Let Me Tell You Something About Names
Let me tell you something about names.
I grew up in a family with super easy names. John, Pat, Lorrie, and Mike Nelson. Of course, in middle school, depending upon my mood, I went through many iterations of Lorrie spellings, but I never had an issue with anyone knowing how to spell Nelson.
Officially, my name is Lorraine. When I was a kid, it was only used when I was in trouble. “Lorraine Nelson, get in here right now!”
During my junior year in college, I studied at the University of East Anglia in Norwich, England. I was trying to be very sophisticated that year, and decided I’d class myself up and begin using Lorraine.
When I first arrived, I stayed with a family with two young kids. They laughed every time I was introduced to friends and neighbors. Come to find out, they thought my name was The Rain. I went back to Lorrie fast, but that was also an issue since trucks are called lorries in England. Little Charlotte and George must have been so confused. She’s the rain or a truck. What is this crazy American who goes by nouns?
When I married Mr. Ronald Tom, I assumed my new last name would be as easy as Nelson. I mean, how hard is it to spell Tom?
My first indication that I was wrong happened when I purchased plane tickets for both of us before we were married. The woman on the phone kept insisting, “Honey, are you sure that’s right? You do know Tom is a first name.” Well, not if your traveling companion and soon-to-be-husband is Cantonese.
Now, when I know someone has to write or type my name, I say LorrieTomT-O-M as if it’s one long word. It makes life simpler.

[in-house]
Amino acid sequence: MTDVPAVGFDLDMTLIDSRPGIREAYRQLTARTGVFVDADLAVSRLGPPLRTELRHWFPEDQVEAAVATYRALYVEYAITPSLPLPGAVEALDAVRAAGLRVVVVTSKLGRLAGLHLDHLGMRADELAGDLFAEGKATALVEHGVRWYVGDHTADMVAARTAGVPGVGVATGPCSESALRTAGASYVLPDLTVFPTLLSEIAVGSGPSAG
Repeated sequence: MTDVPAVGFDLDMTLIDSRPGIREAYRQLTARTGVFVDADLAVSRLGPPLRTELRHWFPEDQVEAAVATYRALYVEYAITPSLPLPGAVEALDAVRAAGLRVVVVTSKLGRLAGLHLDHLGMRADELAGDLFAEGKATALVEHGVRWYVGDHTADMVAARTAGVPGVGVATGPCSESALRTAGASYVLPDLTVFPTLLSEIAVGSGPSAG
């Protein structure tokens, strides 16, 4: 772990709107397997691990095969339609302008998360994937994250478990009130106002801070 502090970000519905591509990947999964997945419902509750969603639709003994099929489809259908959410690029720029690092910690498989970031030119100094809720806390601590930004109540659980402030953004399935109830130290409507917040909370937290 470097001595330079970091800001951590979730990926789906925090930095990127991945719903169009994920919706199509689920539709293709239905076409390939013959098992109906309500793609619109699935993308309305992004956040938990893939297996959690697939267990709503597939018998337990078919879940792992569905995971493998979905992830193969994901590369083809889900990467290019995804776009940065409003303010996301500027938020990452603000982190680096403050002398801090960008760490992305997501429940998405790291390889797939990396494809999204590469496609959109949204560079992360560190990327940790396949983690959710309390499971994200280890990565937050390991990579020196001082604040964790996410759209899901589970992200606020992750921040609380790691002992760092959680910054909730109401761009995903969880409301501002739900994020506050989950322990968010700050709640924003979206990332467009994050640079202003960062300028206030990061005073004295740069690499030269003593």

Last names that sound like first names also cause confusion with actual first names. For example, my husband’s first name is Ron, but it’s not uncommon for people to refer to us as Lorrie and Tom.
Ron’s dad’s first name was Baldwin so he got a lot of mail addressed to Tom Baldwin.
Ron’s mom was named Doris Mae, but her nickname growing up was Tommy. While she was a demure Southern Belle, she was also a tomboy, wanting to do everything that boys could do, too. Of course, marrying Baldwin Tom turned Tommy into beloved Tom Tom.
Marrying Ronald Tom turned me into a very grateful and blessed Lorrie Tom. As a first-time, 38-year-old bride, I wouldn’t have cared if his last name was Potato Chip or Voldemort. I was all in.
I’ve been a Tom for almost 18 years now, and I love that the Tom story is now part of my own, too. I love that all my Nelson people are connected to all the Tom people, with traditions and heirlooms and histories and DNA getting all mixed together.
Now, our sweet daughter, Anna, is the tip of the ancestry iceberg, just beginning to create name stories of her own.
P.S. I got the idea to start my piece with the phrase let me tell you something by reading Esma Raji Codell’s book, Sing a Song of Tuna Fish. It’s a memoir about stories from fifth grade, and every piece begins with that phrase. It’s a great way to get the creative juices flowing. When I sat down to write this morning, I had no idea I would be writing about names. This is the joyful surprise of the writing journey. Have a great writing week, and be sure to tell me about something!